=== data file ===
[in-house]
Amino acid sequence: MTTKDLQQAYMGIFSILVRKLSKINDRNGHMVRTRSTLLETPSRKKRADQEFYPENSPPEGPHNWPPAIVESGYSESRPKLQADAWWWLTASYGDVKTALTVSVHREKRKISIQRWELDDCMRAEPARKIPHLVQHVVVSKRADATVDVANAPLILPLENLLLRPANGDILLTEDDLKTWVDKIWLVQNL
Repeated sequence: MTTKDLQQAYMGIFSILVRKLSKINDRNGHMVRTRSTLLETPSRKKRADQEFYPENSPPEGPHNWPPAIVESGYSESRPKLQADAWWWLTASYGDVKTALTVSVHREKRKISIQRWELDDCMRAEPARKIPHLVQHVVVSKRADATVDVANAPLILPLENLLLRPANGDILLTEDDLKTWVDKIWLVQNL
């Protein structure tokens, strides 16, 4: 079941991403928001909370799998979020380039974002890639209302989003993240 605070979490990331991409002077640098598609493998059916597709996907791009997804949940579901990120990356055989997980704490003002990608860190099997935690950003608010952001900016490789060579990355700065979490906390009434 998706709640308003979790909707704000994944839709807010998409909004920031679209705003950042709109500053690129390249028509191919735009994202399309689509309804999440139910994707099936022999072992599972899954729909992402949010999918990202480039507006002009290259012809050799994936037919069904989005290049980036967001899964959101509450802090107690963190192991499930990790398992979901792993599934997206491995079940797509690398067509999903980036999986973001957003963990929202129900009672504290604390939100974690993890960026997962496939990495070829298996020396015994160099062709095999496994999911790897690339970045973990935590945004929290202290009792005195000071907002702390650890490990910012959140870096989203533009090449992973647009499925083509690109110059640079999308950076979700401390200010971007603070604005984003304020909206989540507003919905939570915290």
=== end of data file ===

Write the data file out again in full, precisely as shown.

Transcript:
[in-house]
Amino acid sequence: MTTKDLQQAYMGIFSILVRKLSKINDRNGHMVRTRSTLLETPSRKKRADQEFYPENSPPEGPHNWPPAIVESGYSESRPKLQADAWWWLTASYGDVKTALTVSVHREKRKISIQRWELDDCMRAEPARKIPHLVQHVVVSKRADATVDVANAPLILPLENLLLRPANGDILLTEDDLKTWVDKIWLVQNL
Repeated sequence: MTTKDLQQAYMGIFSILVRKLSKINDRNGHMVRTRSTLLETPSRKKRADQEFYPENSPPEGPHNWPPAIVESGYSESRPKLQADAWWWLTASYGDVKTALTVSVHREKRKISIQRWELDDCMRAEPARKIPHLVQHVVVSKRADATVDVANAPLILPLENLLLRPANGDILLTEDDLKTWVDKIWLVQNL
């Protein structure tokens, strides 16, 4: 079941991403928001909370799998979020380039974002890639209302989003993240 605070979490990331991409002077640098598609493998059916597709996907791009997804949940579901990120990356055989997980704490003002990608860190099997935690950003608010952001900016490789060579990355700065979490906390009434 998706709640308003979790909707704000994944839709807010998409909004920031679209705003950042709109500053690129390249028509191919735009994202399309689509309804999440139910994707099936022999072992599972899954729909992402949010999918990202480039507006002009290259012809050799994936037919069904989005290049980036967001899964959101509450802090107690963190192991499930990790398992979901792993599934997206491995079940797509690398067509999903980036999986973001957003963990929202129900009672504290604390939100974690993890960026997962496939990495070829298996020396015994160099062709095999496994999911790897690339970045973990935590945004929290202290009792005195000071907002702390650890490990910012959140870096989203533009090449992973647009499925083509690109110059640079999308950076979700401390200010971007603070604005984003304020909206989540507003919905939570915290």